Approach to Jane Eyre
Jane Eyre by Charlotte Brontë is a novel in which an orphan child, Jane, is sent away to Lowood Institute after ten dreadful years living with her adoptive family, the Reeds. Eight years later, Jane applies for a governess job at Thornfield Hall, where she falls in love with the unpleasant Mr. Rochester and discovers the alarming news that he is married, and has stowed his unstable wife in the attic! Upon finding this horrible information at the alter, Jane runs away from Thornfield Hall to Moor House only to find unheard of relatives. Inheritance from her late uncle John, and a proposal from her cousin, St. John Rivers, sends Jane back looking for Mr. Rochester solely to discover Thornfield Hall burnt down. A search leads Jane to Ferndean where she finds Mr. Rochester crippled and blind, and with out a wife. Soon after, Jane and Mr. Rochester wed and live freely with their child.
Jane Eyre: docile, diligent, intelligent, faithful, unbiased
Mr. Rochester: eccentric, cunning, judgmental, chivalrous, heroic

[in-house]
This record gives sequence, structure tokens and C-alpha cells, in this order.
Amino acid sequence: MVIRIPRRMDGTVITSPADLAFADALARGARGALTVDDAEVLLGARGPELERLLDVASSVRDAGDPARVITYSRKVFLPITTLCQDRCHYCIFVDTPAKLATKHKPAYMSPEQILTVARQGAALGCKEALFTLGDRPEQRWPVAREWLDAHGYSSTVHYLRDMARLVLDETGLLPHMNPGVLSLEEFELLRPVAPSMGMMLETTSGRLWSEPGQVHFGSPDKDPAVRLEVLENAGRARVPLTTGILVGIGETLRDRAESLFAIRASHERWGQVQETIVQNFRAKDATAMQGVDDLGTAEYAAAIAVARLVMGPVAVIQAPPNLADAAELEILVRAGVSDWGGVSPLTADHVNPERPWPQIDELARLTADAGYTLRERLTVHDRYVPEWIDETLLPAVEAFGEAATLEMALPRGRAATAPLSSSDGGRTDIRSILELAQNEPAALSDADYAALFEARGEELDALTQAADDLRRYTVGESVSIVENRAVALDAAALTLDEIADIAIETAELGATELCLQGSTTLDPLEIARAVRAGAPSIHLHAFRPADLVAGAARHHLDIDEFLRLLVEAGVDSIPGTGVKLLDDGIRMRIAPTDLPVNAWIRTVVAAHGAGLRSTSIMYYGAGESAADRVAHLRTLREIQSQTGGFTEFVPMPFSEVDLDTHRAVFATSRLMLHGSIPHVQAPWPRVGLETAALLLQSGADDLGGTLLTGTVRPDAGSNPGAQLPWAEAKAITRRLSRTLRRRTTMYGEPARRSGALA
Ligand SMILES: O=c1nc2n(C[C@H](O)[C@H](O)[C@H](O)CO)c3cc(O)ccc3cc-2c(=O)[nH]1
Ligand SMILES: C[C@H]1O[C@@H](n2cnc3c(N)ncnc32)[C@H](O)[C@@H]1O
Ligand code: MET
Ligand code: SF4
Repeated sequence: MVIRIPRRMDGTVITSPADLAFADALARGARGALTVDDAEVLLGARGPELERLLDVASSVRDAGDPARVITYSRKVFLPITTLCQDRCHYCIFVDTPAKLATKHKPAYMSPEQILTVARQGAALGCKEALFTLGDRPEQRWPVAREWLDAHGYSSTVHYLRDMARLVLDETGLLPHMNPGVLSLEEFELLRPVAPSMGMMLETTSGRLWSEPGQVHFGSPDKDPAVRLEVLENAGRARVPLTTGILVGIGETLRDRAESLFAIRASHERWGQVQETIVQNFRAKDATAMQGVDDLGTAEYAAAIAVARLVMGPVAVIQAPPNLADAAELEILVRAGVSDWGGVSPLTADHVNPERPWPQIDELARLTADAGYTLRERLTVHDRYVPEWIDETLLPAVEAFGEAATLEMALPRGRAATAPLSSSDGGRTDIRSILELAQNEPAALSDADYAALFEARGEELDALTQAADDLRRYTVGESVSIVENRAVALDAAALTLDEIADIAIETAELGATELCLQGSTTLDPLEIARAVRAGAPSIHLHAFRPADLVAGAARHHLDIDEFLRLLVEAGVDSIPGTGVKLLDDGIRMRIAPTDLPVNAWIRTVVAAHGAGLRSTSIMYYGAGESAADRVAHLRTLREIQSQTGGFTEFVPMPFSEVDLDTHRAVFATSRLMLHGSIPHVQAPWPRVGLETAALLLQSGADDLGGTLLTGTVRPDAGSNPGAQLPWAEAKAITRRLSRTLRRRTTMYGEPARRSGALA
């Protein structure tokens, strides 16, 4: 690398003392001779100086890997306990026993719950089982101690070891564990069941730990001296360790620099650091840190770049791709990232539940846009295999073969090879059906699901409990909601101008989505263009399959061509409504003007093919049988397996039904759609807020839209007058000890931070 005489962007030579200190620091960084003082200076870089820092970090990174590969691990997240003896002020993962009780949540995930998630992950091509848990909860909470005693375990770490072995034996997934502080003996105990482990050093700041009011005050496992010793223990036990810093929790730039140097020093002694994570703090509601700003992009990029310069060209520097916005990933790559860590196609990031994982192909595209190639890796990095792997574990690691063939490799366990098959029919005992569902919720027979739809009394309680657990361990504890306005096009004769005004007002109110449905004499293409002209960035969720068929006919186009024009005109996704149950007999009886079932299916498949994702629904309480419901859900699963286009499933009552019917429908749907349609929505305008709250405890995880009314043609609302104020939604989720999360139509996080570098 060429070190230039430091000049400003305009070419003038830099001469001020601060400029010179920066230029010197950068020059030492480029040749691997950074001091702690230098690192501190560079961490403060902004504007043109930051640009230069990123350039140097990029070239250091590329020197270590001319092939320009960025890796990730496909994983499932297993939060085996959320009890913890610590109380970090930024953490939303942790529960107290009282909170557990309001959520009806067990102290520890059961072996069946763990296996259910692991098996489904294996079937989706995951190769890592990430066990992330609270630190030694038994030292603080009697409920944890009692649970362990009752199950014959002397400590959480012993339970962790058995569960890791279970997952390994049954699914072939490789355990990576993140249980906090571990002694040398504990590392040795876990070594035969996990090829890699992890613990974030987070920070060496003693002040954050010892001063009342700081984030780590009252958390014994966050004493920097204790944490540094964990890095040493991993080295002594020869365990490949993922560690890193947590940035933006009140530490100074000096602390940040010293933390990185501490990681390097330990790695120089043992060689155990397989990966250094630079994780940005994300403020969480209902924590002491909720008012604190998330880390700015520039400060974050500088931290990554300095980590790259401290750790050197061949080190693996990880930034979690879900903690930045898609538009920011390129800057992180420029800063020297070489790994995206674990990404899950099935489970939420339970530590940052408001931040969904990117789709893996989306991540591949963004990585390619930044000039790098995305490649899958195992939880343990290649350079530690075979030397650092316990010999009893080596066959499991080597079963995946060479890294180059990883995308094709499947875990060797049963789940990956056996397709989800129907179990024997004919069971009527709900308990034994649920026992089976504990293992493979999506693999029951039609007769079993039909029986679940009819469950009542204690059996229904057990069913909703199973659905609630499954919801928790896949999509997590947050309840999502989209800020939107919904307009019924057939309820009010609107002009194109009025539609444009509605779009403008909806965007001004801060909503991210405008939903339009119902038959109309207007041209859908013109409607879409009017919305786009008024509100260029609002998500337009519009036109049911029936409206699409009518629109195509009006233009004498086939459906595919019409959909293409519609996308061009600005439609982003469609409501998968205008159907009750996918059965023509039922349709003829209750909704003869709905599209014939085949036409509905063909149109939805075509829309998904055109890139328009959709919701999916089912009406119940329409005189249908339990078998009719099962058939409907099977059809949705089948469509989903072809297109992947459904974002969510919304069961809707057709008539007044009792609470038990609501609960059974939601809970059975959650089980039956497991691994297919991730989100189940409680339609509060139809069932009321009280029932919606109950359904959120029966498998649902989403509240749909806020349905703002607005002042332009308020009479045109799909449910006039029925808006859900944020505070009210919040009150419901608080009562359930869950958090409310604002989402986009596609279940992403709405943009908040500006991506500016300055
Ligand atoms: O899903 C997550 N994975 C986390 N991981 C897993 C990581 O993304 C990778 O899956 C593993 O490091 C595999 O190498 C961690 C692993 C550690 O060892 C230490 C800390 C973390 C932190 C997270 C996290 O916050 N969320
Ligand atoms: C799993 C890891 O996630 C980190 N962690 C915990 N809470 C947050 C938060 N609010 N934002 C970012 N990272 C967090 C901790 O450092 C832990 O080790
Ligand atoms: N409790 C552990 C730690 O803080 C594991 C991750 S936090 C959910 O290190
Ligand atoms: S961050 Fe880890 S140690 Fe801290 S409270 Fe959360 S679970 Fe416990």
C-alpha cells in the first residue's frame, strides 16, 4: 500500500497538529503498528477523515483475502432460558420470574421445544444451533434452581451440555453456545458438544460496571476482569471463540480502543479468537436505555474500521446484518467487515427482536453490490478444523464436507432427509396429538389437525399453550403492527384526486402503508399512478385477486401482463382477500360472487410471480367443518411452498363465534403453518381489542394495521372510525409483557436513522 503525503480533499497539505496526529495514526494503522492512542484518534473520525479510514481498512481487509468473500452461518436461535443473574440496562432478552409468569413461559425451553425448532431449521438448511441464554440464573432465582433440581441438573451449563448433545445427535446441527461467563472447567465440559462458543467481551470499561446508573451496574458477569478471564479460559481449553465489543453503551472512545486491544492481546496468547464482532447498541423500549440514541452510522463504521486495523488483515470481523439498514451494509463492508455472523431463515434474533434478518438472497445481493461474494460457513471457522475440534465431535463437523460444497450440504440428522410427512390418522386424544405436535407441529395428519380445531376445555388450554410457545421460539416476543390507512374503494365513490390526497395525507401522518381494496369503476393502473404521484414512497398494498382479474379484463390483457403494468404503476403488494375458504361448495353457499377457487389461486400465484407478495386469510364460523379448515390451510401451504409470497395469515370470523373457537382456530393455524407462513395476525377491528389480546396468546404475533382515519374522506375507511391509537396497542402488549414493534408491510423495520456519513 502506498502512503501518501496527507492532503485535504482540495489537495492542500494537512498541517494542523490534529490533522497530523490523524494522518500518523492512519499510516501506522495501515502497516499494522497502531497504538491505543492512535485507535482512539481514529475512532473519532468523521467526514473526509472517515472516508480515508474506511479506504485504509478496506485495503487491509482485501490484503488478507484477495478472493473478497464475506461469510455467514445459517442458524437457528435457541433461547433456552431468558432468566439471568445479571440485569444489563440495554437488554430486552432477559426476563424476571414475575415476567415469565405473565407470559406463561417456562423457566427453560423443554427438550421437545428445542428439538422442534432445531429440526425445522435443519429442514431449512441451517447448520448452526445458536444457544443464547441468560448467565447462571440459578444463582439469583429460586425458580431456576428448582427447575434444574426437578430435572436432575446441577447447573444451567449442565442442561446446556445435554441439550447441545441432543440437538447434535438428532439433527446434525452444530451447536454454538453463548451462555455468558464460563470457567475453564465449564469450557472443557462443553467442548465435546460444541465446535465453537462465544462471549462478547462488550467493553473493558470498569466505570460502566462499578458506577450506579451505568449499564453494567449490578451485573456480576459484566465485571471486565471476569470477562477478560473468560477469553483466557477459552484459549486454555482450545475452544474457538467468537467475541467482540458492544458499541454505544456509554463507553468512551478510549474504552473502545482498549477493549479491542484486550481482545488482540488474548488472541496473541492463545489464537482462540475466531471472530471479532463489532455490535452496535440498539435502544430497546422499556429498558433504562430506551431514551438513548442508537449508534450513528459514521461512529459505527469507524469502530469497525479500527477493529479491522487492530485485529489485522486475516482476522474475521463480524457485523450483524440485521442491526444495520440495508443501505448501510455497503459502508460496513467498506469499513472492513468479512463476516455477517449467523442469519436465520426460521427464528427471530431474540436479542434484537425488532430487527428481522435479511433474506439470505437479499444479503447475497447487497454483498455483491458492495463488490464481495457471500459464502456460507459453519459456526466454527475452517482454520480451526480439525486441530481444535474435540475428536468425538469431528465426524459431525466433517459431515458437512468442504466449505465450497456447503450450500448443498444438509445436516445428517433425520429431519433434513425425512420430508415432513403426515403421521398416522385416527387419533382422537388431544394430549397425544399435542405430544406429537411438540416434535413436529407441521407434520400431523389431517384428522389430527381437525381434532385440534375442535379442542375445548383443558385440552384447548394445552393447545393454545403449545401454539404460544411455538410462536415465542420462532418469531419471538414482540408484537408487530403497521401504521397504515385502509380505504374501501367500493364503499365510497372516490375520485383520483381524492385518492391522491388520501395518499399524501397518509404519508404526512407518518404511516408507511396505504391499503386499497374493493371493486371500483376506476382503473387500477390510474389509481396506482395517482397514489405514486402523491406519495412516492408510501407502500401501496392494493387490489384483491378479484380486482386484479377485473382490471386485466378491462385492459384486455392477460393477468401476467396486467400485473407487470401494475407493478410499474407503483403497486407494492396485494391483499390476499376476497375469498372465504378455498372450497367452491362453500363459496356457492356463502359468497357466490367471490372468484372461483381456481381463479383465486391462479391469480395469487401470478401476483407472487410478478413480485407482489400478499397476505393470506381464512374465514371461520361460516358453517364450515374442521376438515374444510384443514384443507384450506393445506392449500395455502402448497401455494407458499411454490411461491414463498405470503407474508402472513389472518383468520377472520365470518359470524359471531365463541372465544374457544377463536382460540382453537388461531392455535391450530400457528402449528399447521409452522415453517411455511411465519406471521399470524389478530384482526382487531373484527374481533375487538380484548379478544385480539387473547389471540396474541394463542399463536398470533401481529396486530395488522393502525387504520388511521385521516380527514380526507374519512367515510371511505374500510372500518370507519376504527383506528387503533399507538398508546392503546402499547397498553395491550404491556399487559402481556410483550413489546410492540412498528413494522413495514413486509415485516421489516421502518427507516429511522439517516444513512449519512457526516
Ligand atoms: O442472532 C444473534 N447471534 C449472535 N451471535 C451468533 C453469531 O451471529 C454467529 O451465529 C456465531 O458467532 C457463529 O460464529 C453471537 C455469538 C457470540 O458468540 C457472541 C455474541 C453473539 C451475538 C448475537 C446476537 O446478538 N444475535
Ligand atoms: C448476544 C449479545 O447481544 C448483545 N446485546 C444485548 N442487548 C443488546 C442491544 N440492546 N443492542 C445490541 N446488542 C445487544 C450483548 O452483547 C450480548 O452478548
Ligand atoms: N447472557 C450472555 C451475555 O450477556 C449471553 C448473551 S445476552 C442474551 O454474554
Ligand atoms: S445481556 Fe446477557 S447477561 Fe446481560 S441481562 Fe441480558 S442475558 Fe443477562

St. John Rivers: ambitious, reserved, unsympathetic, controlling, devoted
1. Mrs. Reed locks Jane in “the red-room” for punishment in chapter two. How is this room symbolic throughout the novel?
2. Throughout the novel, there is an motif of love. Describe how Jane searches for love. How is Jane’s unwillingness to lose her independence to find love play a role in Mr. Rochester’s proposal to Jane?
3. Bertha Mason plays a large role in Jane Eyre. However, there is great complexity behind her character. Why is her complex presence in Jane Eyre is a problem, but yet helpful toward Jane?
Chapter 4, PG. 32
Jane: “I am glad you are no relation of mine. I will never call you aunt again as long as I live. I will never come to visit you when I am grown up; and if any one asks me how I liked you, and how you treated me, I will say the very thought of you makes me sick, and that you treated...